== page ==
Fast forward to yesterday and what I was saying is exactly what the incomplete assessment is reporting. The people I was quoting are peer reviewing the preliminary assessment.  They have fished the areas in question for over 50 years, and had to live through the last moratorium. One would think it would be a good idea to listen to them this time…

How Do We Get Out of Here …

There are several ways we can fix this issue and many will not like it, but if we do not we will have another moratorium.

Slot limits that protect the breeders (SSB).

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End Catch and Release in Spawning areas coastwide that target striped bass.  The excuse I am catching striped perch with a bucktail doesn’t fly.

Changing seasons for fishing for striped bass, especially in the Chesapeake Bay will be necessary. Maybe the fishery should be closed until the waters cool down and the oxygen levels increase.

The trophy bass season should be eliminated.

The summer fishery for the smaller bass should be restricted and regulated more heavily.

Modify the allowed fishing gear to fall in line with the recently implemented circle hook requirement.

Limit the amount of fish charters can take daily.

Manage the fishery coast-wide and no per state, as with game fish species.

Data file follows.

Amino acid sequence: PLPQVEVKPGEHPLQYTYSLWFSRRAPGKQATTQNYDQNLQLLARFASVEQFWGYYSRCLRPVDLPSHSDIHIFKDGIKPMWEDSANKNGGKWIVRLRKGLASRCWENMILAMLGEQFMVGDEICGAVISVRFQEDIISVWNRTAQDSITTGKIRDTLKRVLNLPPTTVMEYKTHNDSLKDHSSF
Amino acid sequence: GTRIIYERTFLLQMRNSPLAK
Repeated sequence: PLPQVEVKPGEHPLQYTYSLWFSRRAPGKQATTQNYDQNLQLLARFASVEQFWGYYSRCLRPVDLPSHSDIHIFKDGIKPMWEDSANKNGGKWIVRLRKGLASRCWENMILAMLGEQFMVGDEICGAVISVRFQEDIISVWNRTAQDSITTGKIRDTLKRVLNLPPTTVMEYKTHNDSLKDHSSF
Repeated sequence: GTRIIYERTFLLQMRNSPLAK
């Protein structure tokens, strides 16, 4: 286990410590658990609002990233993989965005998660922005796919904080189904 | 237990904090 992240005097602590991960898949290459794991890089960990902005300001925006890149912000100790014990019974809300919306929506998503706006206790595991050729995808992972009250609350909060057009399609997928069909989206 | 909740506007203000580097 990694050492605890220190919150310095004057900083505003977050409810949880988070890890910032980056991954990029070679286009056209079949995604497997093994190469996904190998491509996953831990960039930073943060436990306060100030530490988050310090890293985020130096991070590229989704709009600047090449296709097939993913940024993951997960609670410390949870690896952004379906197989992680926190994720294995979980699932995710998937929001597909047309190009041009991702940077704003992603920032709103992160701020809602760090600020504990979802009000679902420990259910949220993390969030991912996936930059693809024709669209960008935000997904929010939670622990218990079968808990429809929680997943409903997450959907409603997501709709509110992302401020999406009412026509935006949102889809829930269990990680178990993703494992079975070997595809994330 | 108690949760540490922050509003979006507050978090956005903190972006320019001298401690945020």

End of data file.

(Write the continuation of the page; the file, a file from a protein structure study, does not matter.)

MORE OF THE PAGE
Remove the extra daily tag from New Jersey anglers.

Some of the recommendations proposed above may appear on the surface to be drastic, but the fishery has declined into such a state that only drastic measures can save it. Limiting the number of fish a charter boat may harvest in 24 hours is a major step. Taking 6 passengers out and “limiting out” on 2 fish per passenger is 12 fish PER TRIP on a 6 person charter. Those charters make 3 trips per day, for a total of 36 slot fish PER DAY. Multiply that times the number of charters run per day and the daily take is astronomical. Add in the daily limit of two per recreational angler and the problem begins to come in to focus. During the previous year, despite Maryland agreeing to a reduction in striped bass harvest, the number of striped bass landings actually INCREASED. Another loss for conservation.

The main way out is to stop needlessly targeting the large fish that support the fishery by spawning year after year. In the report the recreation DISCARD mortality was 48%. Let that sink in for a moment. For every fish caught and released 48% of them died by the hand of the same people thinking they are helping. The best way to save a fish’s life other than by not targeting it, is leaving it in the water to live out its life.  If you are going to catch and release leave the fish in the water when you remove the hook.

If you hadn’t noticed this year DSF didn’t spend any time putting up pictures of large striped bass for two reasons.  One, there were hardly any caught, and two, we need to back off these large breeders (SSB).    We are also removing striped bass from all of our fishing tournament catch lists going forward in 2019.

There are many ways to fix this issue right now. However none of them are going to be popular.  As always I leave that decision up to you, because none of us will like a moratorium.  

Fish On!

Rich King